June 2021
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The NHS black hole – where does our money go?

Regular readers will know that spending on the NHS has shot up from £45bn in 1997 to about £105bn today. Even taking account of inflation, when you add in Gordon Brown’s disastrously expensive PFI hospitals, the NHS budget has more than doubled.

Yet this week we’ve had newspaper headlines screaming about an impending collapse in A&E services. So where has all our money gone?

Here’s a chart of government healthcare spending as a % of GDP across the world (click on charts to see them more clearly):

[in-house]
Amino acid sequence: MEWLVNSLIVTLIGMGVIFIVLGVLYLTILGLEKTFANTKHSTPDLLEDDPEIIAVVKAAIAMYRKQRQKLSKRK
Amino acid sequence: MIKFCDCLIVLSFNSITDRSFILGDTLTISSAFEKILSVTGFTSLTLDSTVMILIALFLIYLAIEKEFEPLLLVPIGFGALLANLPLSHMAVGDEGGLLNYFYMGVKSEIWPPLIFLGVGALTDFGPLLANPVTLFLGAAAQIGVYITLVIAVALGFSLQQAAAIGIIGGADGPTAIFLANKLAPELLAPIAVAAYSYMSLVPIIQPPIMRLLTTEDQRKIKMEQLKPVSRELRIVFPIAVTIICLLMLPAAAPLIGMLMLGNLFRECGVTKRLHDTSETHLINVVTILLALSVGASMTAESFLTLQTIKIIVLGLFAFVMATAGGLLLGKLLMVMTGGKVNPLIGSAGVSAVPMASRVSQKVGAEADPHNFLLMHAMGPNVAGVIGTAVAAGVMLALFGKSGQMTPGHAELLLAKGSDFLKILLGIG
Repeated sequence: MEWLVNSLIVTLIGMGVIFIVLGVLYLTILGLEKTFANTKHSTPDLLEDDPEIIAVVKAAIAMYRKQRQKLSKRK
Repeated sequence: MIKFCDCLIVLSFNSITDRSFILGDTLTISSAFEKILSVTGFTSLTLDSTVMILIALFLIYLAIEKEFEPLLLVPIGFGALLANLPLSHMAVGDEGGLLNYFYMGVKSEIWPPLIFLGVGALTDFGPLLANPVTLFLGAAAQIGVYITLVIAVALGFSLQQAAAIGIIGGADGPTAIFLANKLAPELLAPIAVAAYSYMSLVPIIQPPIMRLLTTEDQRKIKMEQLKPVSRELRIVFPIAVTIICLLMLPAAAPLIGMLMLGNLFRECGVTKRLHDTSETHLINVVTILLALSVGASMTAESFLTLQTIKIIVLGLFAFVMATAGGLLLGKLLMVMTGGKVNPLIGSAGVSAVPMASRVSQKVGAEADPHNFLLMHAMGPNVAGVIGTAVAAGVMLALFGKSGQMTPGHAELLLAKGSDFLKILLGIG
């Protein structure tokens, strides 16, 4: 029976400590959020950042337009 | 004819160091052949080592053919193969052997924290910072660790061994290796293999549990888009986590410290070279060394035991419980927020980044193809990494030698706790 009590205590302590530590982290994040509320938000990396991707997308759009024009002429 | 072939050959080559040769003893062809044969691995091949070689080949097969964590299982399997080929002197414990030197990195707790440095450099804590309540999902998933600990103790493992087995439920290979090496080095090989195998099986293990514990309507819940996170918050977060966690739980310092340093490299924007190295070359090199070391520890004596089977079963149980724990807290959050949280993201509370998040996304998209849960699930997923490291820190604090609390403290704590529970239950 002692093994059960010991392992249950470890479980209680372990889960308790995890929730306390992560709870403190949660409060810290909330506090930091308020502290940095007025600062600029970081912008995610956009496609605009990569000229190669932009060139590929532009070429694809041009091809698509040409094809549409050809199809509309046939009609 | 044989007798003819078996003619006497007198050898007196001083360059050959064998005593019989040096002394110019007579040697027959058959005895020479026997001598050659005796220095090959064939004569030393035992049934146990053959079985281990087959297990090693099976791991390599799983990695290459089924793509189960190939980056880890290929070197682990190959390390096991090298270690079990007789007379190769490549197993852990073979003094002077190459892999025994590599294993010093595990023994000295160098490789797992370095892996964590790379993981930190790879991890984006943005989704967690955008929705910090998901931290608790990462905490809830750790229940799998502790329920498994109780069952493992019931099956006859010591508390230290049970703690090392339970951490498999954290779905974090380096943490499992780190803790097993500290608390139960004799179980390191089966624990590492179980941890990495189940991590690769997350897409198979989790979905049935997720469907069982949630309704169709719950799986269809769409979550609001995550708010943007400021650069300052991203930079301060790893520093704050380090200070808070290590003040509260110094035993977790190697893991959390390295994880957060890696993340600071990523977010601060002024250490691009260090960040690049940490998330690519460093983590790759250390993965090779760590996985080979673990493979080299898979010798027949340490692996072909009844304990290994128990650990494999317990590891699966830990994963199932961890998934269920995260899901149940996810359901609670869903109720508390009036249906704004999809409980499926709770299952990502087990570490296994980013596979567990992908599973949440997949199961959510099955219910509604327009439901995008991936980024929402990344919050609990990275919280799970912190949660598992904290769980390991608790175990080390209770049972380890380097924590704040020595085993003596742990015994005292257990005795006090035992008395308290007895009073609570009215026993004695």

The UK seems to be doing quite well  and is near the top of the range.

So, here’s a chart of the number of hospital beds per 100,000 of population:

Whoops – at just 400 beds per 100,000 people, the UK is pitifully far below countries like Germany, Hungary, Lithuania and Austria which have nearer 800 hospital beds per 100,000 people.

And here’s a chart regular readers will know well – the number of NHS beds per NHS manager since 1997:

This has crashed down from about 8 beds per manager to around 3.8 beds per manager.

I’ll leave you to draw your own conclusions.

Oh, and here’s a lovely picture of the photogenic Sir David Nicholson, the man now responsible for the NHS. Though, with Sir David, as we know, he’s happy to take his big salary and even bigger pension but is never responsible for anything:


3 comments to The NHS black hole – where does our money go?

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